In Bord de mer, sous les pins, Bonnard has condensed this beauty through the zesty colours, and also the composition. The above quotation reveals his willingness to alter reality in order to improve it, to lend it more emphasis in pictorial form. Bonnard has thus eschewed strict realism to concentrate on the fields of colour, and also on disrupting them visually with his trademark horizontal and vertical lines, here best exemplified by the trees and the distant coast. In particular, the thin yellow line of the far beach, dividing the green-blue of the mountains from the deep blue of the sea, is golden enough to heighten the burning intensity both of itself and of its surrounding fields. Even some of the figures are presented as colour fields, rather than finely articulated and detailed portraits. In a break with the landscape tradition that would feature in some of Bonnard's most celebrated masterpieces, he has paid almost no attention to the sky, allowing the sea to be the main focus, framed by the near and distant land. This allows Bonnard to fill the canvas with fields of colour, with visual activity, rather than presenting us with a large blue field at the top of the work. It is through this colourist musicality that Bord de mer, sous les pins has its power, its composition filling it with visual, almost legible, rhythms, its various oils meeting in a symphony of expression.
Like many of the great large oil of the period Bord de mer, sous les pins is a landscape painting of the highest order which combines a narrative in progress. In this it has many of the same qualities as the celebrated Gould painting La terrasse à Vernon of 1920-1939 now in The Metropoloitan Museum of Art. There is an intriguing domesticity to the subject matter in this painting, to the scattering of the figures, implying that they are all close to the artist himself, that he is part of the picnic group in his own right, reflecting one of his own criteria for painting: 'One must feel that the painter was there, that he was aware of things in their own light, conceived from the beginning' (Bonnard, quoted in Terrasse, ibid., 1984, p. 52). This adds an extra intensity to the sense of general enjoyment in the piece, the experience of the picnic being one that was enjoyed by Bonnard himself, and which, through the act of painting, he is allowing us to share.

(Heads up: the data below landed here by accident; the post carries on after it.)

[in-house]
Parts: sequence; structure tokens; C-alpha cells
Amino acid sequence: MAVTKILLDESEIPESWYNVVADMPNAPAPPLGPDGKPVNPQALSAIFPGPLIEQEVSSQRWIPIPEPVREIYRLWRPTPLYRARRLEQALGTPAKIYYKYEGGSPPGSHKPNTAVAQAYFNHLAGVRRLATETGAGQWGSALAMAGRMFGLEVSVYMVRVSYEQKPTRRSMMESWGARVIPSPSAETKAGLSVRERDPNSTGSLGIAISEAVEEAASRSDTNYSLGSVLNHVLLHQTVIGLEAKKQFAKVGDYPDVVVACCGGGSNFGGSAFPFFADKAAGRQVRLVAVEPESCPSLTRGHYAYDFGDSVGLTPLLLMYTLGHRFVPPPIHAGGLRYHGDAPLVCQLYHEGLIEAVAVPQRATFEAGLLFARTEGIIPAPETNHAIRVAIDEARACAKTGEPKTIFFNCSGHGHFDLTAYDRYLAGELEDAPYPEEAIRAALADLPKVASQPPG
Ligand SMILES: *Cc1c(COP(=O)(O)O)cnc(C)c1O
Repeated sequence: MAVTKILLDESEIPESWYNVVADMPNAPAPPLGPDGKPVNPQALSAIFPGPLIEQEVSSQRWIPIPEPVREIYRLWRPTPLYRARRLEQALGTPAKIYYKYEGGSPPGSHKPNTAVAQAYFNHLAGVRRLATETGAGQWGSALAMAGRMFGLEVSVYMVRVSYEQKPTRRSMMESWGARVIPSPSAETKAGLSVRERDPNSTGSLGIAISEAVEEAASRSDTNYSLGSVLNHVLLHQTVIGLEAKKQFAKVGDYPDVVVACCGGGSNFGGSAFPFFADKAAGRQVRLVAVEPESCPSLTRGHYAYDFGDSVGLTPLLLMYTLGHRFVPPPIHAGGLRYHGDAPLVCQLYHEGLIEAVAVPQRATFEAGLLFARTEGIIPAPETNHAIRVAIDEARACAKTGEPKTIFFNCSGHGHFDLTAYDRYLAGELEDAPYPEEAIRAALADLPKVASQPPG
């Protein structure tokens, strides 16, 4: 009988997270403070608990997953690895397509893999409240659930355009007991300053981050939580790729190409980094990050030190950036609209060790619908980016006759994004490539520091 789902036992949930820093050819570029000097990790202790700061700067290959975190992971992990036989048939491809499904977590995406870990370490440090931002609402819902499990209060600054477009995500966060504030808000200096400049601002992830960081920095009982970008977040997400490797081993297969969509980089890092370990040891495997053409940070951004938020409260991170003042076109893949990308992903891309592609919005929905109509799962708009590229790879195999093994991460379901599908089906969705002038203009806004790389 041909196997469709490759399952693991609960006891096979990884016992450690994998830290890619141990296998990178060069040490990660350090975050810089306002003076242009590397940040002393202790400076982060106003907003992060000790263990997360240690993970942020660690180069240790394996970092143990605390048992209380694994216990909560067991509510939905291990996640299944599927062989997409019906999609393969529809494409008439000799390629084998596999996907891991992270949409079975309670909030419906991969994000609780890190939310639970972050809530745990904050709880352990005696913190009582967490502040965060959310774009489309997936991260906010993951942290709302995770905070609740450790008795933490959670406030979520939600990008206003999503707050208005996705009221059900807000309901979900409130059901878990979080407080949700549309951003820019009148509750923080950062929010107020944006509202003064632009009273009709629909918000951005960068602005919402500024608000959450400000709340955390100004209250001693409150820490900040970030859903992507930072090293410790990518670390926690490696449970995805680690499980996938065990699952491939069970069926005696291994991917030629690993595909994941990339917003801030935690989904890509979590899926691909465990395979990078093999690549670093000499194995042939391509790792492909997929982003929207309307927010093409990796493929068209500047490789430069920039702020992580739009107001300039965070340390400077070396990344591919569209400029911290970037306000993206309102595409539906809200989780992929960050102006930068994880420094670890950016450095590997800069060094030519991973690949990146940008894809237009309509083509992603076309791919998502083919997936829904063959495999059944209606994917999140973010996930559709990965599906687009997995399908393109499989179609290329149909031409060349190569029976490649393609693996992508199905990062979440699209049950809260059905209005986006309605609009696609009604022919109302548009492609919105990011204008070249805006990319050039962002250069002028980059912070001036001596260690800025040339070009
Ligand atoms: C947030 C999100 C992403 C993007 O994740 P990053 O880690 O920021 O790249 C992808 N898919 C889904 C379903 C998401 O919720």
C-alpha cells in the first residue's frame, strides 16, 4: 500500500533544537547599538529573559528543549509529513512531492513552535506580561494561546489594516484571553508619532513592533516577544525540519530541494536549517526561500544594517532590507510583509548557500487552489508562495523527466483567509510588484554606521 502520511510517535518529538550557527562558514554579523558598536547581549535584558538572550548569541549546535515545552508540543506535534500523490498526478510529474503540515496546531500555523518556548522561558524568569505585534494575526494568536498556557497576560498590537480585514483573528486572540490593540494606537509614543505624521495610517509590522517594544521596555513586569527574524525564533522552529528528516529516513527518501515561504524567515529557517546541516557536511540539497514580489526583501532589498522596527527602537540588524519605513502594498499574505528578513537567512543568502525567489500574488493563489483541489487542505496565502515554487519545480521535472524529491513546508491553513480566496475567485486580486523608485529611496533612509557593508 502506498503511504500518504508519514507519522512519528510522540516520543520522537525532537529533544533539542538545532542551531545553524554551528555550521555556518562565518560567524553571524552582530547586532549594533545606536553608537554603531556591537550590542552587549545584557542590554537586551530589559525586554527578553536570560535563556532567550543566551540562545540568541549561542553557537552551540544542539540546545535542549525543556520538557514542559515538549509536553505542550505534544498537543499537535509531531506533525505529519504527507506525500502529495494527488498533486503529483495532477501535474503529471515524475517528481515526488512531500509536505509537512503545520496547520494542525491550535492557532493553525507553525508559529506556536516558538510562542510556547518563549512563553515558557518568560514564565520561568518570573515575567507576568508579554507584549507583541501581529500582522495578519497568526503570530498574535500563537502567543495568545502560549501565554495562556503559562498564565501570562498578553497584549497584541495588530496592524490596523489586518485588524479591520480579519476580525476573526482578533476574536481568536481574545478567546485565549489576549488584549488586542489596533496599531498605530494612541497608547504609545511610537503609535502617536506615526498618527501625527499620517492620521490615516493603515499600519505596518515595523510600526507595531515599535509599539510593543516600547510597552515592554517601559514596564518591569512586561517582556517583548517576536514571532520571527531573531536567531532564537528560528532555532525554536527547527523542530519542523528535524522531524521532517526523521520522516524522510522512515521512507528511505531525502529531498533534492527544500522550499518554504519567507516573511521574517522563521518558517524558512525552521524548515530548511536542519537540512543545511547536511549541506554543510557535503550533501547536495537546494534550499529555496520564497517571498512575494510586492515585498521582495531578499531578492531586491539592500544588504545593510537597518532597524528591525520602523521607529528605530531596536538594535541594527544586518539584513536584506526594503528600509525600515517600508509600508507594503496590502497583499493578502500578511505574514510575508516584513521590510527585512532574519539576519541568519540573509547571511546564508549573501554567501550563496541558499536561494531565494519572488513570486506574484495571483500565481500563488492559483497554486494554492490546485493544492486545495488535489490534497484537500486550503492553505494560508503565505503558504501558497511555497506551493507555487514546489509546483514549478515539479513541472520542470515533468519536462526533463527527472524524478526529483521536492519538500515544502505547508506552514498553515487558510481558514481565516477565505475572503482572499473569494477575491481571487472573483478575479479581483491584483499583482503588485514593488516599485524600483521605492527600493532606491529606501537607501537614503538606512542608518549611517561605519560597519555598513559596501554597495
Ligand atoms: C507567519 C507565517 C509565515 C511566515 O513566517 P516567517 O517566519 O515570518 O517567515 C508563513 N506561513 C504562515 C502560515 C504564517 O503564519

This ability to translate with great intensity his experiences or memories through colour had been a constant thread throughout Bonnard's career. His status as arch-colourist is in part due to his instinctive ability to capture a concentrated, vibrant image of the world through his oils. He had used this to good effect when he worked among the Nabis, as it dovetailed in part with their beliefs in the power of art. The Nabis did not believe in representing the world directly, but in trying to capture the soul or essence of their subject. Their colours were intense in order to provoke intense reactions and emotions, in short, to transmit experience and not just information. Bonnard had shed his interest in Symbolism decades before Bord de mer, sous les pins was painted, yet his colourism is intended to carry out much the same process. Bonnard has condensed the experience as well as the view of the picnic into this painting. The colours are evocative in the extreme, each becoming almost a symbol rather than a representation of the subject that it depicts. In the expert hands of the mature Bonnard, the colours bloom. Yet these colours reach beyond Symbolism and beyond Impressionism, perfectly encapsulating the various elements: trees, people, shade, sea. Bonnard has surpassed the art of his predecessors to create a painting that truly transmits the heat and the light of the South.
The present painting was amongst a group of 24 works which Bonnard exhibited at Galerie Berheim-Jeune in 1921.This particular year he chose to show at Bernheim rather than exhibit at the Salon. Painted on the grand scale, this highly complicated and refined composition hung alongside several other full scale pieces including his celebrated group of large format decorations executed between 1916 and 1920. These included his Symphonie pastorale (D.866), Mediterranée (D.867), Le Paradis terrestre (D.867a;The Art Institute of Chicago) and Les travailleurs à la Grand Jatte (D.868:The National Museum of Western Art, Tokyo). The majority of works in the show were Mediterranean landscapes suffused with the striking light and colours of the region. Along with the Onstad paintings by Bonnard, Bord de mer, sous les pins reflects an interesting aspect of Scandinavian collecting, having been purchased by January 1939 by the Kunstnernes Hus in Oslo, a provenance that also reflects the picture's quality. Bonnard's works have featured in several prestigious Scandinavian collections, perhaps reflecting a Northern interest in Southern light, as well as the Munch-like use of colour in his later works. Since its initial exhibition at Bernheim the year of its execution, Bord de mer, sous les pins has never been exhibited outside Norway.